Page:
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Patrick

Test Prep Philosophy:

Doing well on standardized tests often comes down to a matter of preparation. But standardized tests generally seek to test students’ problem solving abilities rather than their aptitude for memorization or a particular subject. So how can you prepare for a test made up of unknown content? The answer is to study the way the that test is written, administered, and scored.

Put succinctly, the Graduate Records Examinations (GRE) is challenging because the test tries to make you uncomfortable. The testing environments are tense. Computer testing is not familiar to everyone. The scoring is intentionally complicated, and, if you do well, it gets even harder as you go. Beyond this, tests often try to cloud their questions with unfamiliar words and poorly phrased presuppositions. In particular, the GRE verbal exam relies on questions that are meant to draw test takers into doubting themselves, when the majority of questions are simply asking for a pair of synonyms or antonyms.

Students have an advantage when preparing for the test, in that the questions will come in the same format as the study materials and the concepts being tested can only come from a limited range of options. This means that targeted practice and light studying can prepare a student to test well even in a subject in which they typically perform poorly.

The scoring methodology of the GRE also makes preparation a focus. That is because, students will be offered more difficult (thus worth more points) questions to students who perform well in the initial sections. In this way, getting just 10% more questions correct in a typical 20 question sub-section can increase your score by much more than 10%.


Latin Teaching Philosophy:

Too often, teachers and tutors will delve into their subject matter with cookie-cutter lesson plans, easy-to-grade assessments, and rote memorization techniques. These methods are rooted in antiquated learning models and will only cater to a meagre portion of any classroom. Learning is a reflexive process; this is especially true of my area of expertise, Latin. The improvement of a student’s current understanding should be the central thrust of any lesson plan rather than a schedule of lessons handed down from someone who hasn’t shared a room with a student in decades. I maintain this focus by questioning not just my students for answers but the thought processes that led them to those answers.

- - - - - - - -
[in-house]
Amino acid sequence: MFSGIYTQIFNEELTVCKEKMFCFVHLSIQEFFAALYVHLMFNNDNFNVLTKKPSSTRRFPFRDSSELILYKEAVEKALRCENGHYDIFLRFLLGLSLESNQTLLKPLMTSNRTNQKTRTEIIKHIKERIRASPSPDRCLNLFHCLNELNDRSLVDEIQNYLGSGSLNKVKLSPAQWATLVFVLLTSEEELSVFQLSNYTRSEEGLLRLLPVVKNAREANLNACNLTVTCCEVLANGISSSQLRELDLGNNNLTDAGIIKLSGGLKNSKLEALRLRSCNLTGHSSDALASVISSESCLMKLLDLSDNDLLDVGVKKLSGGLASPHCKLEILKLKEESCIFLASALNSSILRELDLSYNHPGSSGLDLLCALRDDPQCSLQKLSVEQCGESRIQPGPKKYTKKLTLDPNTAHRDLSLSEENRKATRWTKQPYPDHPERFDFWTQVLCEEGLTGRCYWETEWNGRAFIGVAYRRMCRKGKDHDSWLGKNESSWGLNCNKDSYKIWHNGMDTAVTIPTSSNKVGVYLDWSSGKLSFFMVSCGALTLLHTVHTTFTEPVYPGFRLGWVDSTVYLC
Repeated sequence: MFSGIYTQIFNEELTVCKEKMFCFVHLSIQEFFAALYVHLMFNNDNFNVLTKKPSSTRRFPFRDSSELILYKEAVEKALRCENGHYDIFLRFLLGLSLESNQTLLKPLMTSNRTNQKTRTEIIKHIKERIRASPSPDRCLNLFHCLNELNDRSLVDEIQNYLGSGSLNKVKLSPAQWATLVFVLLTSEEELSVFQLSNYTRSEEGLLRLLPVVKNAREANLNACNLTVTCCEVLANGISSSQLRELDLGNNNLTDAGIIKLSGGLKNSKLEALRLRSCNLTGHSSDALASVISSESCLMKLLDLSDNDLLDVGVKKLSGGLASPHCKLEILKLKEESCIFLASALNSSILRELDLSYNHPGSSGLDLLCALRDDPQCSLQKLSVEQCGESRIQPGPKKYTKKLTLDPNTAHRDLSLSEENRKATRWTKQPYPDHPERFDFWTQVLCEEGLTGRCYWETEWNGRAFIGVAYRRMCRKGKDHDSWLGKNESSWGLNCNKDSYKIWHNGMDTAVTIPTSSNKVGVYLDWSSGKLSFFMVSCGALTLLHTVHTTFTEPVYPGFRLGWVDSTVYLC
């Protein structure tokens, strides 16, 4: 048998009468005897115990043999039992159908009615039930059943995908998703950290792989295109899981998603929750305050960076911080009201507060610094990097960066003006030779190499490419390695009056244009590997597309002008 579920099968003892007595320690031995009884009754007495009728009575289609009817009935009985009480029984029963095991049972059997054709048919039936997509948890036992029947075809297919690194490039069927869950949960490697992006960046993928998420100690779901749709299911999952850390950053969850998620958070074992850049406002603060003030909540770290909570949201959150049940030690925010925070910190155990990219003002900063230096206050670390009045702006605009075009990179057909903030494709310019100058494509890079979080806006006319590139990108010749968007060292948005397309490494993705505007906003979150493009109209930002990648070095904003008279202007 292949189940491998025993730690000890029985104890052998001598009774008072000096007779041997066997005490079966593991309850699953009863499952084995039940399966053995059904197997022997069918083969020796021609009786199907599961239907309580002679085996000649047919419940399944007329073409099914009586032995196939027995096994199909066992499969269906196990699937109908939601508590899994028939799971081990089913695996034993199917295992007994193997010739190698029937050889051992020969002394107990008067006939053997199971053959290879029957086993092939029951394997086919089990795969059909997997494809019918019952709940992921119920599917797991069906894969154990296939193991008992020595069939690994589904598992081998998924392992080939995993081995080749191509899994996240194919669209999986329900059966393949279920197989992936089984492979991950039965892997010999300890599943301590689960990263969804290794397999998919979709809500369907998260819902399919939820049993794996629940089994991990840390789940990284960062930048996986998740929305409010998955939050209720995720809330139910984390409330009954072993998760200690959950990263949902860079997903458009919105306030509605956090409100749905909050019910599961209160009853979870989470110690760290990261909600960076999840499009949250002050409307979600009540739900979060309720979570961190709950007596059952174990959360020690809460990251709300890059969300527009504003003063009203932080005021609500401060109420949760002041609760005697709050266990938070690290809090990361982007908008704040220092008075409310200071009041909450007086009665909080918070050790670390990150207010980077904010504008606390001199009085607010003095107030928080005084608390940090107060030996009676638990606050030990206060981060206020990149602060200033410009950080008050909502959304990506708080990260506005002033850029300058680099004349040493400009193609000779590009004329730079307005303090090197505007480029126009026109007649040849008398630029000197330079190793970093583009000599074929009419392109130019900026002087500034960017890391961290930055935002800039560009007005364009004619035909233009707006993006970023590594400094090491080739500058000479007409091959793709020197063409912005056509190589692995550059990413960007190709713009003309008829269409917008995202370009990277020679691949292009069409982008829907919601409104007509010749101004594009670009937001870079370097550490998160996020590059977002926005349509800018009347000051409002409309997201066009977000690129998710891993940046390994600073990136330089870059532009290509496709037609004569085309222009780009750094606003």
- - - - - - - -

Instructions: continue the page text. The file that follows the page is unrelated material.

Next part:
When I say that learning Latin is a reflexive process, I mean that the instructors understanding of how well a student in understanding the concepts is as important as the student’s efforts. Imagine, if you will, learning Latin as a ladder. If you are at the bottom of the ladder, the first step must be the first rung of the ladder and advance one by one not skipping or glossing over any of the ‘rungs.’ It is the instructor’s job to track a student’s progression and and to move on or linger accordingly.

The Benefits of Learning Latin:

The Latin language with its lax syntactical restrictions, highly nuanced vocabulary qwerks, and deeply referential style is one of the most expressive and flexible languages in world history. Its writers can weave words together to create a rich and meaningful statement with seemingly endless layers of subtext. What is more, as a millennia-dead language, only the most cherished and acclaimed works have survived, having been marked for saving generation after generation as defining achievements in literature and oratory.